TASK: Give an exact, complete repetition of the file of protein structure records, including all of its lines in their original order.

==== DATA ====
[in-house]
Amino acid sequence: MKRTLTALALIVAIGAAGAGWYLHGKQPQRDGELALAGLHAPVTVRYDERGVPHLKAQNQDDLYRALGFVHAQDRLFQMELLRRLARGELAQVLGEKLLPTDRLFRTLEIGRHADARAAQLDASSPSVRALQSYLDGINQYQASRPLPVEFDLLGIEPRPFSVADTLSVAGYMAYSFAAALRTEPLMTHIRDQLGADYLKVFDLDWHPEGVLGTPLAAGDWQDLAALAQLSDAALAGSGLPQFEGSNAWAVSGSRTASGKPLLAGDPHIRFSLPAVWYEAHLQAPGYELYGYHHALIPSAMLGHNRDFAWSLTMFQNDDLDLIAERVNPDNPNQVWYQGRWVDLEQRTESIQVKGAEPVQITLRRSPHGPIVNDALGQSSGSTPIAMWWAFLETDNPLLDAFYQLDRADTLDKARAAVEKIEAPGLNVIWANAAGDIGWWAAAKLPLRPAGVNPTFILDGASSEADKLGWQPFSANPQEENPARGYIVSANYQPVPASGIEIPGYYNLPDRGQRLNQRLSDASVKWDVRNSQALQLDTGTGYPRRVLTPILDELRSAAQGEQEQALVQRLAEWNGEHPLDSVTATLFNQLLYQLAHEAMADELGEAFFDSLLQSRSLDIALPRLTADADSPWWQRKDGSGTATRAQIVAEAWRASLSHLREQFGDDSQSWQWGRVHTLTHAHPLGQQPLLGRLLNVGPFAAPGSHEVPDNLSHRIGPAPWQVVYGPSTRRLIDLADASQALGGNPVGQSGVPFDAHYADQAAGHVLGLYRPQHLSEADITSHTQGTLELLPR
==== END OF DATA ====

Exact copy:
[in-house]
Amino acid sequence: MKRTLTALALIVAIGAAGAGWYLHGKQPQRDGELALAGLHAPVTVRYDERGVPHLKAQNQDDLYRALGFVHAQDRLFQMELLRRLARGELAQVLGEKLLPTDRLFRTLEIGRHADARAAQLDASSPSVRALQSYLDGINQYQASRPLPVEFDLLGIEPRPFSVADTLSVAGYMAYSFAAALRTEPLMTHIRDQLGADYLKVFDLDWHPEGVLGTPLAAGDWQDLAALAQLSDAALAGSGLPQFEGSNAWAVSGSRTASGKPLLAGDPHIRFSLPAVWYEAHLQAPGYELYGYHHALIPSAMLGHNRDFAWSLTMFQNDDLDLIAERVNPDNPNQVWYQGRWVDLEQRTESIQVKGAEPVQITLRRSPHGPIVNDALGQSSGSTPIAMWWAFLETDNPLLDAFYQLDRADTLDKARAAVEKIEAPGLNVIWANAAGDIGWWAAAKLPLRPAGVNPTFILDGASSEADKLGWQPFSANPQEENPARGYIVSANYQPVPASGIEIPGYYNLPDRGQRLNQRLSDASVKWDVRNSQALQLDTGTGYPRRVLTPILDELRSAAQGEQEQALVQRLAEWNGEHPLDSVTATLFNQLLYQLAHEAMADELGEAFFDSLLQSRSLDIALPRLTADADSPWWQRKDGSGTATRAQIVAEAWRASLSHLREQFGDDSQSWQWGRVHTLTHAHPLGQQPLLGRLLNVGPFAAPGSHEVPDNLSHRIGPAPWQVVYGPSTRRLIDLADASQALGGNPVGQSGVPFDAHYADQAAGHVLGLYRPQHLSEADITSHTQGTLELLPR